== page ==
The life of a touring musician has been romanticized and idealized for years in books, movies and especially songs. For every “Homeward Bound,” detailing the drudgery and heartache of life on the road, there are many more like “On The Road Again,” where touring is one long party with your friends. The reality is somewhere in between. Touring has been called a “total grind,” a “challenge” and “very gruelling,” where you need to be a “gladiator” in order to earn your bread and butter.
Singer-songwriter Craig Cardiff has a slightly different perspective on life on the road.
“I felt like sometimes touring was like a really curious indie film,” Craig said from his Ottawa-area home, explaining his experience touring in the United States. “Going down and re-connecting with audiences and building fans back. When you’re touring like that it’s very thin, very bootstrapped. So there’s just characters you’d run into. And also just the luck of it. Especially now looking back, I was so lucky to travel and see things, places I may never get to go back to.”
Craig’s new album, All This Time Running, features a number of tunes dedicated to these people and places. “Wyoming,” for example, is an ode to the state where Craig would cross paths with another high-profile visitor.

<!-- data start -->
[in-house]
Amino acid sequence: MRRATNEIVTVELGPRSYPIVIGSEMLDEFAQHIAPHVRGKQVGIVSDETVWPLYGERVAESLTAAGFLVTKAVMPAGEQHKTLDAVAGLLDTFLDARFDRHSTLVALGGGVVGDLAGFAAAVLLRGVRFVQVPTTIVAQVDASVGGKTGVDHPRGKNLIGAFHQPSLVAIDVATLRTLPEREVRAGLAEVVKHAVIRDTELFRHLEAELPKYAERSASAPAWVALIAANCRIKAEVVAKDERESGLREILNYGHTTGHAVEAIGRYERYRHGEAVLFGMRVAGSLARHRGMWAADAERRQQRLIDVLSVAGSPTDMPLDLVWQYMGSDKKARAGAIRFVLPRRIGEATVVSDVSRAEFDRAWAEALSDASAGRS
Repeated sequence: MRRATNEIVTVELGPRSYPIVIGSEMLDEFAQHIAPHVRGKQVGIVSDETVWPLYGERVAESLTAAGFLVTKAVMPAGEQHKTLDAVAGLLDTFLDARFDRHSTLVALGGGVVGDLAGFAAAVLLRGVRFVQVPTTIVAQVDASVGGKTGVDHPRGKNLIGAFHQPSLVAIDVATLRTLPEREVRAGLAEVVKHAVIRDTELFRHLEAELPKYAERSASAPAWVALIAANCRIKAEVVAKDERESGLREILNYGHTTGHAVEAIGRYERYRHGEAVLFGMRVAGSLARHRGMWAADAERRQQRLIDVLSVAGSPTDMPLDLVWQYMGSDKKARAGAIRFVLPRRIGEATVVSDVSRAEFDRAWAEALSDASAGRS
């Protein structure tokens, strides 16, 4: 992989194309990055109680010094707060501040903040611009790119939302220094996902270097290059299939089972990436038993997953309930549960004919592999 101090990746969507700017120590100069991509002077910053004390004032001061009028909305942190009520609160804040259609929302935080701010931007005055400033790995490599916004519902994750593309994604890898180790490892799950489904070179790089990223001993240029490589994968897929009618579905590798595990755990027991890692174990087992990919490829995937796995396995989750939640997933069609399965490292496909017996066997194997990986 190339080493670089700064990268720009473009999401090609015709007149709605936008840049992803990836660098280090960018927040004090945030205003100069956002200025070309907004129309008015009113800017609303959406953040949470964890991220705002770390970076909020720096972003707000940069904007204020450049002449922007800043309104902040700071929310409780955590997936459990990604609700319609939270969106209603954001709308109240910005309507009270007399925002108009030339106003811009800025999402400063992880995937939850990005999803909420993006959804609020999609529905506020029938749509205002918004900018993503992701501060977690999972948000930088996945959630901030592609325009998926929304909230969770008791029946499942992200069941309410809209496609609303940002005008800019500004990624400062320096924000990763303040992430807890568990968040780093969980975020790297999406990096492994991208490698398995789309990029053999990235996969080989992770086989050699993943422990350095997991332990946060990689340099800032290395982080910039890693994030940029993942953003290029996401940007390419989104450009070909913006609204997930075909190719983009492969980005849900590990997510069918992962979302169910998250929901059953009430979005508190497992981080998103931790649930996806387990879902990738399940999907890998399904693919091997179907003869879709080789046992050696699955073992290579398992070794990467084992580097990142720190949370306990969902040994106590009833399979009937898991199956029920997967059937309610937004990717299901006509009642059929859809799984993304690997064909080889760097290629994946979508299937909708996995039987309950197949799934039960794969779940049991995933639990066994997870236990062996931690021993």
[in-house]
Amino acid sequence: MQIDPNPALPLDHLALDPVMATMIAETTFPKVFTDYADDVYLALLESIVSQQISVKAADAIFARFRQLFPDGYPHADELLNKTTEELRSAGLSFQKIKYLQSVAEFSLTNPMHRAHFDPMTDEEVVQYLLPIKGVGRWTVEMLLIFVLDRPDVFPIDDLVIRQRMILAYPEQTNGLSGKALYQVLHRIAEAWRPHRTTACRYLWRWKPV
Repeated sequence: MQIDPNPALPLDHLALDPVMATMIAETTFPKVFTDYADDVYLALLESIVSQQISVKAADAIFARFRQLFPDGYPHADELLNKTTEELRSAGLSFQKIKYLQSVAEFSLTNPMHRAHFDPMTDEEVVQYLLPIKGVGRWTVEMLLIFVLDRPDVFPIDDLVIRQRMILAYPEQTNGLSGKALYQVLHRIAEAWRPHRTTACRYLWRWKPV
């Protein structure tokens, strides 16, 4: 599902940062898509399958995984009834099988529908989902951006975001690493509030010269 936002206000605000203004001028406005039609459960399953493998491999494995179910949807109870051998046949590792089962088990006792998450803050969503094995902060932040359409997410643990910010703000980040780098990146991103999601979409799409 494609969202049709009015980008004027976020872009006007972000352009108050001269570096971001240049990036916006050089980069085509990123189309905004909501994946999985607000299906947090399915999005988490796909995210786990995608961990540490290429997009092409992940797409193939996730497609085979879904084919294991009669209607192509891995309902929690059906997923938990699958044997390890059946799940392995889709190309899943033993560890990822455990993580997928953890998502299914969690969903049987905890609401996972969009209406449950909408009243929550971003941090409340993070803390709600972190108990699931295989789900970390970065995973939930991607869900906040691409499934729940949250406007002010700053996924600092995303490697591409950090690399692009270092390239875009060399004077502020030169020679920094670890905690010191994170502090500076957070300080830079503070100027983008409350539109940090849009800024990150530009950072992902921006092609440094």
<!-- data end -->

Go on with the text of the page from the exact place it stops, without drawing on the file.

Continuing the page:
“When I arrived, the First Lady was there and there’s all this crazy security. I’m (wondering) why I have to wait as long as I did with my beat up guitar cases and tour gear,” he said.
That’s not to say the beauty of the trip was lost on the Canadian folk singer.
“Just being in that part of the country my first time, it was gorgeous,” Craig said. “A bunch of the touring was during the summer and there was this incredible heat wave. I just remember being in New York City several times and (there were) cooling stations. It felt crazy. It’s hard to explain to people (how) it feels dangerous being outside.”
After years of releasing music independently, All This Time Running is Craig’s first album with True North Records. The record — which came out yesterday — features 11 new songs along with six bonus tracks (including a couple of alternate takes), three re-mastered songs and a cover of Peter Gabriel’s “Don’t Give Up.”
If you think that might sound a little too broad in scope for the singer-songwriter, think again.